Burger King surprised meat eaters and non-meat eaters alike earlier this month when it started testing a new, meatless Whopper made with plant-based burger patties from Impossible Foods. Now, exactly four weeks after it soft-launched the vegetarian take on its iconic sandwich, the royal fast food chain announced it's working on adding the Impossible Whopper to its menu nationwide.
On Monday, Burger King revealed that because the Impossible Whopper test run had performed "exceedingly well" at locations in St. Louis, it's now preparing to launch the burger in additional test markets in the coming weeks ahead of a wider rollout across the United States before the end of this year. In other words, a burger made with a meat substitute was so popular that one of the country’s biggest fast food chains is gearing up to serve it from coast to coast. For fast food fans and non-meat eaters in particular, the move is a big deal.
“The Impossible Whopper is all Whopper, no beef. It’s as juicy, craveable and delicious as the original Whopper,” the company said in a statement. “Burger King Restaurants in St. Louis are showing encouraging results and Impossible Whopper sales are complementing traditional Whopper purchases.”
As of now, it’s unclear if Burger King plans to change or tweak the Impossible Whopper’s recipe based on customer feedback in St. Louis. A spokesperson told Thrillist that such information wasn’t immediately available. As we said in our review of the Impossible Whopper, it's remarkably similar in flavor, texture, and appearance to the original, but it might be lacking additional flavor because it's cooked well-done:
"The Impossible Burger, which has been juicy and served medium to medium-well at other places I’ve had it, was well-done here. As a result, it’s very one-note in its flavor and texture, lacking the depth I’ve seen before in those other burgers. That said, it’s not bad… it’s just not exceptional either. Texturally, it does resemble a real fast food hamburger, so if you’re just trying to get a burger without all the animal protein, cholesterol, and sodium, this will probably satisfy."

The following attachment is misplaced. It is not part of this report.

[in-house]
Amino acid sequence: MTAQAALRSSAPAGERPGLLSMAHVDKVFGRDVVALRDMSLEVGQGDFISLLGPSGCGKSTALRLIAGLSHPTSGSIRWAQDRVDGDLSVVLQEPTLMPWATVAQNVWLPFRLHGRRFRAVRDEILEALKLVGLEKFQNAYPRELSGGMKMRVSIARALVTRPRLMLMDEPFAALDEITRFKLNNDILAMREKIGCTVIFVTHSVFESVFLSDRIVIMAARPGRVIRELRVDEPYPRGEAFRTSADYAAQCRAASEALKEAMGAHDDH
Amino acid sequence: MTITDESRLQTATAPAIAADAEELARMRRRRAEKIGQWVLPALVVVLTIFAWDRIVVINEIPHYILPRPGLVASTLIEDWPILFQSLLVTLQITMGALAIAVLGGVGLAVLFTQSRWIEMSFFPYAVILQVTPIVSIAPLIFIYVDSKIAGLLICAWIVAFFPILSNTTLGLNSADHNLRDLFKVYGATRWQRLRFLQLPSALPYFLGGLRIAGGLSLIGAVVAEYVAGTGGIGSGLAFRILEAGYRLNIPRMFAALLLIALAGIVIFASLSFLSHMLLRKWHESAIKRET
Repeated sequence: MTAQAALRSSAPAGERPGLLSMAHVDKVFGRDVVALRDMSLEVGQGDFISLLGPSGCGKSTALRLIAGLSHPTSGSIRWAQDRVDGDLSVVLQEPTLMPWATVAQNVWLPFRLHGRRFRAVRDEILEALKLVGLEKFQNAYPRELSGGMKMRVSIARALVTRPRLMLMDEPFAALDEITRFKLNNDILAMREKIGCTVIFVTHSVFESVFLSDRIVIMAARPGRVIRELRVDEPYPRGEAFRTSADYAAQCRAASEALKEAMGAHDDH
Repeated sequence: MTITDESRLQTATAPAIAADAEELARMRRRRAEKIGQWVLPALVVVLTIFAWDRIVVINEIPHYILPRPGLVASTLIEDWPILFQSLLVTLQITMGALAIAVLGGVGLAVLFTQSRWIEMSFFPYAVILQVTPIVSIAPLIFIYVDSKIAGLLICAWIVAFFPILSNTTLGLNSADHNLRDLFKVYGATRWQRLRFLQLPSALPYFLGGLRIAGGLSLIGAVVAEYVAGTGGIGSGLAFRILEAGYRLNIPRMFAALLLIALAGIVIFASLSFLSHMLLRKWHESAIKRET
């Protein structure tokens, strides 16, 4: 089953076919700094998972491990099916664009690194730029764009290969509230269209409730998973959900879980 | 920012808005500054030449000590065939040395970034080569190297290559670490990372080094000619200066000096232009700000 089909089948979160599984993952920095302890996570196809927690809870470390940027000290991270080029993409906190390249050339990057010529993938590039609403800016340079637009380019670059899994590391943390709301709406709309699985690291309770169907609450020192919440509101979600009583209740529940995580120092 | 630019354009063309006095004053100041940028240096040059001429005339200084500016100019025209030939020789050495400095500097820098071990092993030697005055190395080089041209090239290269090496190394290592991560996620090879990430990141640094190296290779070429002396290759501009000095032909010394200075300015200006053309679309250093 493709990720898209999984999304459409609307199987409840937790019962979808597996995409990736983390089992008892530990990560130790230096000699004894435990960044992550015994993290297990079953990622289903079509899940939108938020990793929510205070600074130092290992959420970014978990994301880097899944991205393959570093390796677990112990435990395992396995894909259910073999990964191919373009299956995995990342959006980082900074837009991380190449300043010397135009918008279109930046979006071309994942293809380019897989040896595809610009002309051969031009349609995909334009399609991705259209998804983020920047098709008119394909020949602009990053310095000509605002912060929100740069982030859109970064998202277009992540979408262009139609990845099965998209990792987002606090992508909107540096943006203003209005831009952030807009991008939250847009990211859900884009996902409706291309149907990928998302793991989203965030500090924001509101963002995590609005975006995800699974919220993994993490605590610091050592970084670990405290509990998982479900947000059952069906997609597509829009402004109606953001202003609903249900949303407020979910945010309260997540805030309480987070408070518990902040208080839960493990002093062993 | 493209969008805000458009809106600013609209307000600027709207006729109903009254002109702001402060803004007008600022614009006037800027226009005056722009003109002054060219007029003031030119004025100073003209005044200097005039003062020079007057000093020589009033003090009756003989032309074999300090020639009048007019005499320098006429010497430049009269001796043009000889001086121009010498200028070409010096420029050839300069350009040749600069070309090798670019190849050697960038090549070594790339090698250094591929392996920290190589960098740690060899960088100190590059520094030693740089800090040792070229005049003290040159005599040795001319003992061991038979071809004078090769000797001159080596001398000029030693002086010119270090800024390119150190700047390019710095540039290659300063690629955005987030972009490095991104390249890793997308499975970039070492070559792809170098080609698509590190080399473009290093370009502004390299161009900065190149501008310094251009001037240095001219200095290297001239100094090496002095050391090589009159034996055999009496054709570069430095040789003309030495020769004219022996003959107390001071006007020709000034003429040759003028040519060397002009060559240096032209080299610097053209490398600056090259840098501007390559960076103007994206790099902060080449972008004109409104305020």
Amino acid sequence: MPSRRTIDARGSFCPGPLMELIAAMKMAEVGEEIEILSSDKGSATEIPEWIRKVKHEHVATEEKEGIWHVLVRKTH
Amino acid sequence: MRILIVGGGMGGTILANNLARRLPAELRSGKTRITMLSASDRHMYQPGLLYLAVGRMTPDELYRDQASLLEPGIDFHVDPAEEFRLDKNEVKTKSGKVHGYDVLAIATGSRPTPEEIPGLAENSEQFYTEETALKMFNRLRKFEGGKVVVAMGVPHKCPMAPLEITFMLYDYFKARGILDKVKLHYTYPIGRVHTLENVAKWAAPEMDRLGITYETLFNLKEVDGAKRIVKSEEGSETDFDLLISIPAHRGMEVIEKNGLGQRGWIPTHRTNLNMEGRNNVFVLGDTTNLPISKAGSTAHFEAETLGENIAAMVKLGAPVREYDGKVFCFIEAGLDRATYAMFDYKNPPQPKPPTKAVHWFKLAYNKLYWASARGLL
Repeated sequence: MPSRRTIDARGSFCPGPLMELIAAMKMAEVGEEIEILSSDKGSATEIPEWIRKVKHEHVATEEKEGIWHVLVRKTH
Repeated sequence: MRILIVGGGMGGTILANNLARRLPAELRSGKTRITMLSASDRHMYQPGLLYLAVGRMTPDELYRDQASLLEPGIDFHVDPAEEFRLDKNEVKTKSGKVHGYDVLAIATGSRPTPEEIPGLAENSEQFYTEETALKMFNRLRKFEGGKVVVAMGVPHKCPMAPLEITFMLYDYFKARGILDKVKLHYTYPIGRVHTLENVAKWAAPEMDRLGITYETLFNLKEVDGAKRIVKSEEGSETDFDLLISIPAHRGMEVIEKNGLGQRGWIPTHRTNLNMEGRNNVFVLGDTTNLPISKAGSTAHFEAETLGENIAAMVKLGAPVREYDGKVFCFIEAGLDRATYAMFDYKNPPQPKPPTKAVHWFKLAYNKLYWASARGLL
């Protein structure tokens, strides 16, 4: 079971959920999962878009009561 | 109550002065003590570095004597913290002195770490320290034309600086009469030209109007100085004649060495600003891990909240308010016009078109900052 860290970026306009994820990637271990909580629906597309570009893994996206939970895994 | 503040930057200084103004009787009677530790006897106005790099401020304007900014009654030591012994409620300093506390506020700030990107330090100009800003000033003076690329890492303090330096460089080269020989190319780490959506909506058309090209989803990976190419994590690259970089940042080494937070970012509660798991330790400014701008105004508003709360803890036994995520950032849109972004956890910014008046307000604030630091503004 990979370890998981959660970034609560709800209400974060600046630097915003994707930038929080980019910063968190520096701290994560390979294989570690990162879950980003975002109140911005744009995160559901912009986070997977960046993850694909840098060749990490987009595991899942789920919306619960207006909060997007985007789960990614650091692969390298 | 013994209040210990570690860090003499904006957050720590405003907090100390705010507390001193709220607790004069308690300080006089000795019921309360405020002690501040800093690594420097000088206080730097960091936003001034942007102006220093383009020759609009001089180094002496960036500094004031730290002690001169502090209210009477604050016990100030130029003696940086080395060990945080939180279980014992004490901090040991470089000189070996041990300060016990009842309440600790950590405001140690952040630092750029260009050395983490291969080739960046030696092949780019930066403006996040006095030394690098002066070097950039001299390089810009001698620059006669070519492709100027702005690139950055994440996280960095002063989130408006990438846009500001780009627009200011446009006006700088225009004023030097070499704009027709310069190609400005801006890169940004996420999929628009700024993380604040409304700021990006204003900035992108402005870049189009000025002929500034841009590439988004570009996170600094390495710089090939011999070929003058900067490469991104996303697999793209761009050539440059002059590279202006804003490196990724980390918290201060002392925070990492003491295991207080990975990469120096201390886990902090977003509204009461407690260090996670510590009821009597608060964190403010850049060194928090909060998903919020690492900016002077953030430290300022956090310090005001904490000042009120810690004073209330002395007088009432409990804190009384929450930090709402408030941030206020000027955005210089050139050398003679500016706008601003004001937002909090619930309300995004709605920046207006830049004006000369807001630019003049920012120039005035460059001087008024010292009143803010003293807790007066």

The review also raises an important question about the burger: "[T]he question shouldn’t be whether it tastes like a Whopper (it does), it should be whether it tastes good (not especially). The measuring stick for vegan and vegetarian dishes shouldn’t be how well they stand up to meat, but how dope they taste in their own right."
While Burger King could be the largest fast food chain to start serving Impossible burgers nationwide, it's far from the first. Restaurants all across the country -- from local spots to chains like Red Robin and White Castle -- serve burgers and other menu items made with Impossible Foods’ plant-based meat. Even Del Taco recently started serving a similar plant-based meat substitute from Beyond Meat. It's only a matter of time before other fast food giants like McDonald's and Taco Bell follow suit. You may end up eating, say, an Impossible Crunchwrap some day.
Who knows -- maybe one of these chains will beat Burger King to the punch with a wide rollout this year. The race is on.